On July 4, the U.S. will mark two big anniversaries. One you already know: 235 years of independence.
The second is a little more obscure, but certainly important to anyone who cares about intellectual property in our country: it will be 175 years since the Patent Act of 1836 was signed into law. And while the Act certainly has served us well for more than 17 decades, a dose of modernization is in order. Innovation has advanced. It's become more competitive. And, importantly, innovation means jobs. Hundreds of thousands of patent applications are backlogged at the U.S. Patent and Trademark Office. Other patent applications have been clouded by ambiguity.
We are inching closer to big changes, however. The U.S. House of Representatives is working on patent reform legislation that would modernize our intellectual property laws for the first time since 1836. Debate in the House follows overwhelming support for patent reform last March in the Senate. If the two chambers eventually agree on language, innovators will follow an updated series of laws -- including, we hope, a provision called "first-to-file" that would require a patent be awarded to the first successful filer. The provision would replace the current "first-to-invent" law, a provision frought with ambiguity about the rightful patent owner of a new innovation.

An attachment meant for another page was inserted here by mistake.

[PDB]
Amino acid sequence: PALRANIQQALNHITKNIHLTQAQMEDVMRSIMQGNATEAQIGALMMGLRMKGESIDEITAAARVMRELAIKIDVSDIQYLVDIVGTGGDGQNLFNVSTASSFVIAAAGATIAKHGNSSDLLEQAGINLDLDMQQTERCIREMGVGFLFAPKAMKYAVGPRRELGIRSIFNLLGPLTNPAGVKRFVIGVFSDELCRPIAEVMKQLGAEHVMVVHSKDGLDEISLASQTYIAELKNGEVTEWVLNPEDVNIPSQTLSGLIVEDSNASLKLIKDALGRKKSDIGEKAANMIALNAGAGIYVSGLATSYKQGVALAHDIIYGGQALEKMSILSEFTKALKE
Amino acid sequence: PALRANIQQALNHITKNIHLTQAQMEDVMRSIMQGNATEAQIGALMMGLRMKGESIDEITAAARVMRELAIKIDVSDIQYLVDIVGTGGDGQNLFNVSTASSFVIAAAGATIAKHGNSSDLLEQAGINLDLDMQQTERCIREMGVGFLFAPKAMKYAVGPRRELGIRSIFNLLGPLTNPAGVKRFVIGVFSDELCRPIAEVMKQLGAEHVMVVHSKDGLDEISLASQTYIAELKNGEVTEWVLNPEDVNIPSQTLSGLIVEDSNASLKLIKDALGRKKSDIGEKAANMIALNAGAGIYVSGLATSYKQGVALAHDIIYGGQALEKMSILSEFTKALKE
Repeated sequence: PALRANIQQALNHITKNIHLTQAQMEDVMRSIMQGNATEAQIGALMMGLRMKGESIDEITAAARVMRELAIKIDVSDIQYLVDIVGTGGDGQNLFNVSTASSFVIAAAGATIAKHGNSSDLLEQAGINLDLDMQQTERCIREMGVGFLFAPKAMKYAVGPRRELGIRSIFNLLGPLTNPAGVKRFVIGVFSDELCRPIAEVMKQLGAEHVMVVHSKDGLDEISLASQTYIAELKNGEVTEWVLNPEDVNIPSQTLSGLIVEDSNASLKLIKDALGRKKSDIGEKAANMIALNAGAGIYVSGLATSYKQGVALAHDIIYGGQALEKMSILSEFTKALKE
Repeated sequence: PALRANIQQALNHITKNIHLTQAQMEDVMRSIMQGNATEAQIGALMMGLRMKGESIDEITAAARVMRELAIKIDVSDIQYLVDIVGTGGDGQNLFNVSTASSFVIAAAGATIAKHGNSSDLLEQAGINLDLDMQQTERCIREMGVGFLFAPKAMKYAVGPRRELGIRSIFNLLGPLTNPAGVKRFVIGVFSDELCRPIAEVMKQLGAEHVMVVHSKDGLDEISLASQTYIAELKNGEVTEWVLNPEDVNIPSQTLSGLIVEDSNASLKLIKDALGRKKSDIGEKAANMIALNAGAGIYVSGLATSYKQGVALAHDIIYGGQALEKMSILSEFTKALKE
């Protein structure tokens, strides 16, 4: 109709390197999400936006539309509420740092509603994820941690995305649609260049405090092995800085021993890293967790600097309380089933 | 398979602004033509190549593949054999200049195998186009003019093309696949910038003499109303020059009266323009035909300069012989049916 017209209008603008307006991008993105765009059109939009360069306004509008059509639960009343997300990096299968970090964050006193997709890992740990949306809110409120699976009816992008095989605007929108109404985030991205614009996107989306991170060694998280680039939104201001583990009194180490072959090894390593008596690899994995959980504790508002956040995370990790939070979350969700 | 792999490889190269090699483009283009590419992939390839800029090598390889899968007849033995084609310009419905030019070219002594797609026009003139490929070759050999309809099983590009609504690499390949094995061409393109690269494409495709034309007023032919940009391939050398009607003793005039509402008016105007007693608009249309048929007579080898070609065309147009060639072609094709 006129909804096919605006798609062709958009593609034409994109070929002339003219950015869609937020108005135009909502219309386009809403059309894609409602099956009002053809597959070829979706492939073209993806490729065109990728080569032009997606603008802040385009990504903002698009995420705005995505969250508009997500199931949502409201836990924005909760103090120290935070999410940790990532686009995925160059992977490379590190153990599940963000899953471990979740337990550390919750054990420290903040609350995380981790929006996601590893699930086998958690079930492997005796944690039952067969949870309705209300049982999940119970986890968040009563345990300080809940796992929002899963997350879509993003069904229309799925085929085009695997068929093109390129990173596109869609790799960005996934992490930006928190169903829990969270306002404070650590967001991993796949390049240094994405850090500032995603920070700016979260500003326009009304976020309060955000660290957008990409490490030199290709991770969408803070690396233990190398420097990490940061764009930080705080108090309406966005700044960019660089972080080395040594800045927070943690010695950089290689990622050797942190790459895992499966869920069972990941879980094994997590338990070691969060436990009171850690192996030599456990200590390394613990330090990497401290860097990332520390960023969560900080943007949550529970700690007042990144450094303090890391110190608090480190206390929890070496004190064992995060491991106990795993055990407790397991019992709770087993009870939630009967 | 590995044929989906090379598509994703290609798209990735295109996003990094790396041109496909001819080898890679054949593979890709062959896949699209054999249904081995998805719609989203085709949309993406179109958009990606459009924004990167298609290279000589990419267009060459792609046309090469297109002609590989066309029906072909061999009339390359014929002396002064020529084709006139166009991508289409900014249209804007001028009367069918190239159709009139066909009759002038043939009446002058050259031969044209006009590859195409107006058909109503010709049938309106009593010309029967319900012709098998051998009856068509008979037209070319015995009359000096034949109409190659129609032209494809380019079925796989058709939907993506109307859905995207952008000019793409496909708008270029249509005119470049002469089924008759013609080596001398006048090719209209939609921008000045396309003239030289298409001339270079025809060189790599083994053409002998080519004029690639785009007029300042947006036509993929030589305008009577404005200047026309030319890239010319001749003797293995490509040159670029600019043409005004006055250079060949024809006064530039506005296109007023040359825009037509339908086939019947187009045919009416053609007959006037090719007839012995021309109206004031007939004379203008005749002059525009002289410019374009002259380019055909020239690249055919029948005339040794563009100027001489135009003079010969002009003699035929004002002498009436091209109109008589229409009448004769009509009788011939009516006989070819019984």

Public interest has increased over the last few days. As reported Tuesday in The Hill, a large group of university professors earlier this week sent a letter to Rep. Lamar Smith (R-Texas) underscoring the constitutionality of the "first-to-file" provision. And two Congressmen -- including Rep. Joe Donnelly (D-Indiana) -- sent a letter to House colleagues encouraging their support of the bill. On Tuesday, several Indiana organizations (including Lilly, Cummins, BioCrossroads, and Indiana University) sent a letter to Rep. Mike Pence (R-Indiana) encouraging his support of the bill, including a provision that would end fee-diversion from the self-funded office -- thereby, addressing the 700,000 applications in waiting.
The patent reform debate has experienced fits and starts for the last six years. Never before have we been this close. By securing the fees with the Patent and Trademark Office, and clarifying patent ownership with a "first-to-file" system, jobs will be created and innovations enhanced. Stay tuned.